what to expect from this latest DDR RAM standard. Intel's next
generation of chipsets include support for DDR2 RAM, but you
can also expect similar offerings from the other chipset
manufacturers in the near future.
Next week: Do computers wear out? To submit your questions, send PCstats an email.
| -Join us - Beginners Q and A in the PCstats Forums|
Now that the nVidia nForce3-250 chipset is upon us, I think we'll see
a few more enthusiasts jump on the Athlon64 bandwagon. After
all, the biggest obstacle from an enthusiasts perspective are the system peripherals that don't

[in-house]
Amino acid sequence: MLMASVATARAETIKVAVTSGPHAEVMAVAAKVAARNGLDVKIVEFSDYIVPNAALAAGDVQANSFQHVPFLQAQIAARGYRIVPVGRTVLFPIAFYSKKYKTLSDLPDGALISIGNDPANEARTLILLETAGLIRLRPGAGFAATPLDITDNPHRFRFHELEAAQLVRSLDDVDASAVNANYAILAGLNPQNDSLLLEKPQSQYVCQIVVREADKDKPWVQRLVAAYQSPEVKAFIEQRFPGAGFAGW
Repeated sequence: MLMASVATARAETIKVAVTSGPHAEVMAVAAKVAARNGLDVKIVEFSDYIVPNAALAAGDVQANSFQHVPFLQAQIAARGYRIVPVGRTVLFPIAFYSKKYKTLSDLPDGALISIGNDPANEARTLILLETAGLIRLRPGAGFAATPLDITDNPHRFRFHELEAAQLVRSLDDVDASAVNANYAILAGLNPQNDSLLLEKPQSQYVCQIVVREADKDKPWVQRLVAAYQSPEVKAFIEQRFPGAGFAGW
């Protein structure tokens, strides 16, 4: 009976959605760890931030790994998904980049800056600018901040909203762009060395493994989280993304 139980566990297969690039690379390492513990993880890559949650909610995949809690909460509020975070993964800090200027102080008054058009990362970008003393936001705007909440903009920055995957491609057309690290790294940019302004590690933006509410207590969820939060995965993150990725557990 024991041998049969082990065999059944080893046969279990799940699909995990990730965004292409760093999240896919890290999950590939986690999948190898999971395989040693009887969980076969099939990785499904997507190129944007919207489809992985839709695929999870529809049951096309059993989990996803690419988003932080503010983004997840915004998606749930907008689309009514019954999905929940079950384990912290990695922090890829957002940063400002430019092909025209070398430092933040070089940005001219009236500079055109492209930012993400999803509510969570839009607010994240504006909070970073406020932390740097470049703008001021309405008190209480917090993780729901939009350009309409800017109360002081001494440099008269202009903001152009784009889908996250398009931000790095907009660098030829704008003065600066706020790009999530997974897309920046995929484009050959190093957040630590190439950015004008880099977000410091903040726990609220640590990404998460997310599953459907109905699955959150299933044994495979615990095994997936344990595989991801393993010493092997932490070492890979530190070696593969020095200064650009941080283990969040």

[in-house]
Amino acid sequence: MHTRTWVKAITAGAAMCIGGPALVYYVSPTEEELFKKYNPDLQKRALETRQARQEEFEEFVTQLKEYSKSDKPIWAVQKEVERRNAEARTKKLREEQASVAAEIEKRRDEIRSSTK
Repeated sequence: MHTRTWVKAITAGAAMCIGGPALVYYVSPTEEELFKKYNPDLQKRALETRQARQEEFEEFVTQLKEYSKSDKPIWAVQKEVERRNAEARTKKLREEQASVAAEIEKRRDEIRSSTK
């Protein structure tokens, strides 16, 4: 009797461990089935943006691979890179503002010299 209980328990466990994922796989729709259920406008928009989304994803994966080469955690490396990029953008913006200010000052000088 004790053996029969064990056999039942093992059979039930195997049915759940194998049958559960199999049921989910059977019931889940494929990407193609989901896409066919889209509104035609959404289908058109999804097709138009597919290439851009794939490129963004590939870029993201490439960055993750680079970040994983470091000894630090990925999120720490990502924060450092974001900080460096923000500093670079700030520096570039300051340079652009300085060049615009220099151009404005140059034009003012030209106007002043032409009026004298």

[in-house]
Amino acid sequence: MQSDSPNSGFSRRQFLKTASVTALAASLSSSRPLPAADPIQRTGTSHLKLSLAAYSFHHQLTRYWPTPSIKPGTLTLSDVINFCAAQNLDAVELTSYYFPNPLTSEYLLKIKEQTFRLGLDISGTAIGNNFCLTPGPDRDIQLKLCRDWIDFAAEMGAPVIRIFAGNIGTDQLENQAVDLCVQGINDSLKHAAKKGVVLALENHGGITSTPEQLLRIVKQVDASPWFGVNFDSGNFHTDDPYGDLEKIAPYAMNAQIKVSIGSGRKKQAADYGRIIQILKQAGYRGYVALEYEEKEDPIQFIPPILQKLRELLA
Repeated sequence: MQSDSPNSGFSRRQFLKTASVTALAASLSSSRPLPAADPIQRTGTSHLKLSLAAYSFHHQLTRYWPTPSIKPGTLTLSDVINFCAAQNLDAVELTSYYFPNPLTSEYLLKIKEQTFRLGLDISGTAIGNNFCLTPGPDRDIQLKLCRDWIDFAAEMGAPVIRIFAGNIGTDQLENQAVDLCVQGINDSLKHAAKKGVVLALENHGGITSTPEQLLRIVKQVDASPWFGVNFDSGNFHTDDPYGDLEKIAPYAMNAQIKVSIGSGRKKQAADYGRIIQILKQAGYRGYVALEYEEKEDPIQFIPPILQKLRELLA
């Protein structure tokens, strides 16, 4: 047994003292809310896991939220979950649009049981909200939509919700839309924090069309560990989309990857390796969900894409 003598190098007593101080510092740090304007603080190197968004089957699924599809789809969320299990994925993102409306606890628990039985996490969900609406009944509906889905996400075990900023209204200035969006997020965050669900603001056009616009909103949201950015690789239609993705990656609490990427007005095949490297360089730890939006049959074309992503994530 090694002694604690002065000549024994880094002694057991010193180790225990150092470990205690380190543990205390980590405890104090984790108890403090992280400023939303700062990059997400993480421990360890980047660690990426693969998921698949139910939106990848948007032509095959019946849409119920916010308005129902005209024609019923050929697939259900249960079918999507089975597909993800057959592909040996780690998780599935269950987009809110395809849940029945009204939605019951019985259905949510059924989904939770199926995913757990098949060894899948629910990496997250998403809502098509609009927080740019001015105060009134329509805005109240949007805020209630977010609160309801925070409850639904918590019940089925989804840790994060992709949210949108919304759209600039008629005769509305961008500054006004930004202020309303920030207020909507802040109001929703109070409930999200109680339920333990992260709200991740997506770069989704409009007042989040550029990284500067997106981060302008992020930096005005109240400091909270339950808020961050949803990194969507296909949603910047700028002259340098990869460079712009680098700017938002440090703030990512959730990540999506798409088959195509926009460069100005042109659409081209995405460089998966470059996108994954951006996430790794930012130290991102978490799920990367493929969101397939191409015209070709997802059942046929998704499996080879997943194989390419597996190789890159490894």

like to run out of sync. The socket 754, Athlon64-based Epox 8KDA3+
motherboard we'll be testing out on the following pages has a couple of
features geared towards enthusiasts, and plenty of features for those of
just looking for a solid AMD Athlon64 mainboard. For starters, the Epox
8KDA3+ boasts onboard Serial ATA RAID, Gigabit LAN (including hardware
firewall), 7.1 channel audio, and of course the classic Epox Port 80
diagnostics card. Continue
Weekly Tech Tips
||Use the search Engine|
Personally I think the Microsoft search dog is cute but apparently there are quite a few of you out there that don't like it much. Well if you'd like to remove that mutt it's pretty easy...
First load up regedit (Start -> Run then type regedit and press the OK button) and follow this path HKEY_CURRENT_USER -> Software -> Microsoft -> Windows -> CurrentVersion -> Explorer -> CabinetState. From there create a new String value and enter this as its name Use Search Asst, after that's done give it the value no and exit.